Thirteen patients received an intravenous bolus injection of 0.3 mg of methylergonovine, and all of them except 1 showed some degree of vasoconstriction of the scaffolded segments, with a significant change in mean lumen diameter of 0.16 mm (Fig. 3). Of the 24 patients who had an intracoronary infusion of a maximal dose of Ach (10−6 mmol/l), 5 were excluded from analysis because of unavailability of the matched view. Ten patients showed signs of vasoconstriction in the scaffolded segment, after administration of Ach, whereas 8 patients exhibited some degree of vasodilation. One patient did not show any vasomotion.
Gray-scale IVUS, radiofrequency backscattering, and echogenicity of struts
Over a period of 12 months, the mean and minimum lumen and scaffold areas remained unchanged. The amount of neointimal tissue growth was minimal, with an average area/scaffold of 0.09 ± 0.17 mm2. Accordingly, the percentage of in-scaffold area obstruction was minimal (1.43 ± 3.09%). Over time there was a modest but significant increase in total plaque area with a concomitant increase in vessel area (Table 3). The radiofrequency backscattering analysis revealed a significant decrease (17.7%, p < 0.001) in pseudo-calcium/calcium, and that ultrasonic alteration was confirmed by a significant decrease in echogenicity of the struts (baseline: 23.51 ± 8.57% vs. 12-month: 18.25 ± 7.19%, relative reduction: 19.7%, p < 0.001). The 2 other histological components (fibrotic and fibrofatty) increased significantly in relative and absolute terms (Table 3).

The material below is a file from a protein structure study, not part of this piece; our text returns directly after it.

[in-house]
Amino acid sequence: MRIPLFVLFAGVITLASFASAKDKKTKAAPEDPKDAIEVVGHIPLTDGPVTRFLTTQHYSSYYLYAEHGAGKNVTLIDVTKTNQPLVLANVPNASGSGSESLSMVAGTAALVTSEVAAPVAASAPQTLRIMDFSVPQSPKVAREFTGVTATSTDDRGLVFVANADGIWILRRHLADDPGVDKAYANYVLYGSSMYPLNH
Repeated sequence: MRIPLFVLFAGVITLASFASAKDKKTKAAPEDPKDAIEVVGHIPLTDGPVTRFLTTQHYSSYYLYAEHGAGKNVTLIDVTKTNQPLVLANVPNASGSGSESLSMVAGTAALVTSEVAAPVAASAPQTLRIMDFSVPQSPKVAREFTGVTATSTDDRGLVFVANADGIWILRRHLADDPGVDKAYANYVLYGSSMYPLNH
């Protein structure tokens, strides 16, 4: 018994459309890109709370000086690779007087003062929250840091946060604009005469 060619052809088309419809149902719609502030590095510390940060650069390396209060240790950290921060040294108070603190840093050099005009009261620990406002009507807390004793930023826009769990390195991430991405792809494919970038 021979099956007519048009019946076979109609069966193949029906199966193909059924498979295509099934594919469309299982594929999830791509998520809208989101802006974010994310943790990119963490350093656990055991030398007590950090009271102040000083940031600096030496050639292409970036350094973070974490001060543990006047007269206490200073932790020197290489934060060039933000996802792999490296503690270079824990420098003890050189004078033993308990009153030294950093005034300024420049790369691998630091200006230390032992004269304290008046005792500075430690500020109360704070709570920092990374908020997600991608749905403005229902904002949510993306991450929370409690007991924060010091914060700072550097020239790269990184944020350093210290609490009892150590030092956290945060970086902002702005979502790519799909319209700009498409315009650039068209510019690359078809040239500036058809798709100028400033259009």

Twenty-one patients with 22 lesions underwent OCT at baseline and at follow-up. An additional 9 patients had only follow-up OCT. The OCT results with paired analysis (n = 22) confirmed the IVUS data: 1) the mean and minimal scaffold area did not change at follow-up; and 2) the mean and minimal flow area decreased significantly by 18.1% and 23.4%, respectively, as a result of neointimal growth between and over the struts (1.34 ± 0.67 mm2). The lumen area stenosis increased significantly from 20.2% after procedure to 26.9% at 12 months. After procedure, 18 patients showed ISA, whereas at follow-up only 4 patients showed ISA. There was no late-acquired ISA observed. At follow-up ISA area on average for the patient population with paired analysis was 2.94 ± 1.43 mm2. Among 22 patients with paired OCT at baseline and at follow-up, 7 patients presented with suspected structural strut discontinuities, 6 with apposed and covered struts, and 1 with malapposed and uncovered struts. In the case with malapposed struts suspected to show structural discontinuities in 2D OCT, a 3D OCT reconstruction revealed the connection of these apparently loose struts (in 2D), with the surrounding body of the scaffold. As indicated in the Methods section (and in the Online Appendix), the strut coverage was analyzed according to 2 different types of analysis (abluminal black core-lumen, or endoluminal black core-lumen) and 3 different thresholds of thickness (150 μm, or 0 and 30 μm). The respective percentages of coverage were 96.9%, 99.8%, and 95.5%.